Disproportionate utilization of healthcare resources among veterans with COPD: a retrospective analysis of factors associated with COPD healthcare cost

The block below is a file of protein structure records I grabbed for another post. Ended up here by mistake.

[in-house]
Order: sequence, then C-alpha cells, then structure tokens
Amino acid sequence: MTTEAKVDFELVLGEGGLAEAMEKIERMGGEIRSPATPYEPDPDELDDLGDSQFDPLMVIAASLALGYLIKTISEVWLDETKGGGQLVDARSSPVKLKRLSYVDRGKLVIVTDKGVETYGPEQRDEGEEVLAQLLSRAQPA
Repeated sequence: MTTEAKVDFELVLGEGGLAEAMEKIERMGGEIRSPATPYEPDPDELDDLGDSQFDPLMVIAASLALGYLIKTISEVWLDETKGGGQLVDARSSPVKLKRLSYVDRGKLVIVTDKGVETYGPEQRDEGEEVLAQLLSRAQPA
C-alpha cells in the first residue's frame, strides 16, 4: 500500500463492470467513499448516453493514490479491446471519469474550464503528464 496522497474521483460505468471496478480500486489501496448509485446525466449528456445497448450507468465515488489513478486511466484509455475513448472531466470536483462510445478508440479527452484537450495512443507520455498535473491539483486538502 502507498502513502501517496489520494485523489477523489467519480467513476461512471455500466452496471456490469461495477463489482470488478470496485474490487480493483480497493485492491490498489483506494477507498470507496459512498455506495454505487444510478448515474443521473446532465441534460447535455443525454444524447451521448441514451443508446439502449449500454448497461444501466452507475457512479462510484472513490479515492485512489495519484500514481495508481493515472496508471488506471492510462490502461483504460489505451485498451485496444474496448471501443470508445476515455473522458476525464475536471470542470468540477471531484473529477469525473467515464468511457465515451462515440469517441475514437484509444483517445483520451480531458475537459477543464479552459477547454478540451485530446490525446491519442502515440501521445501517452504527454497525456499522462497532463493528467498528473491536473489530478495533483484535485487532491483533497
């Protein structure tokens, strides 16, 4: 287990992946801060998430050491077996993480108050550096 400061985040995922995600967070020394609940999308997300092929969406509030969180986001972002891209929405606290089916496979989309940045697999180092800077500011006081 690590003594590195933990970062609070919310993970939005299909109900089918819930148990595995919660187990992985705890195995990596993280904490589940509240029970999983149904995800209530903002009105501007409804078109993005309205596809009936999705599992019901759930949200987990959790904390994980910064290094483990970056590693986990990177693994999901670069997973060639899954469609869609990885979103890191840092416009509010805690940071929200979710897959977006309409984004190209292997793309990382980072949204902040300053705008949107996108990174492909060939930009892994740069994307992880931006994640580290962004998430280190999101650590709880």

RATIONALE Although the economic burden of COPD has gained attention in recent years, data on the costs of COPD among U.S. Medicare beneficiaries are lacking. METHODS This study used administrative claims and eligibility records from a large U.S. multi-state Medicare managed care database. Study patients were 65+ years of age with paid claims during 2004. The COPD cohort comprised patients with 1+ inpatient/ER claims or 2+ outpatient claims (>30 days apart) for COPD (ICD-9-CM codes 491.xx, 492.x, 496). The comparison cohort included patients without COPD matched 3:1 to the COPD cohort on age, sex, enrollment months, and Medicare plan. Excess costs of COPD were estimated as the difference in overall health plan payments between the two cohorts during 2004. Attributable costs were calculated using medical claims with listed diagnoses of COPD or other respiratory-related conditions and pharmacy claims for respiratory medications. RESULTS A total of 8370 patients were included in the COPD cohort and were matched to 25,110 comparison cohort patients. For both groups, mean (SD) age was 78 (8) years, 54% were female, and duration of eligibility was 11 (2) months. COPD patients were more likely to utilize healthcare services and had excess total healthcare costs about $20,500 higher (P<0.0001) than the comparison cohort. Comorbidities were high in the COPD cohort, accounting for 46% of the observed excess cost. The attributable cost of COPD averaged about $6,300; other respiratory-related costs averaged about $4,400. CONCLUSION In this U.S. Medicare managed care population, COPD posed a substantial burden in terms of both respiratory-related and total healthcare costs. A comparison of these cost-of-illness estimates to those for elderly COPD patients in other countries would be of great interest, given the increasing age of populations in most Western countries.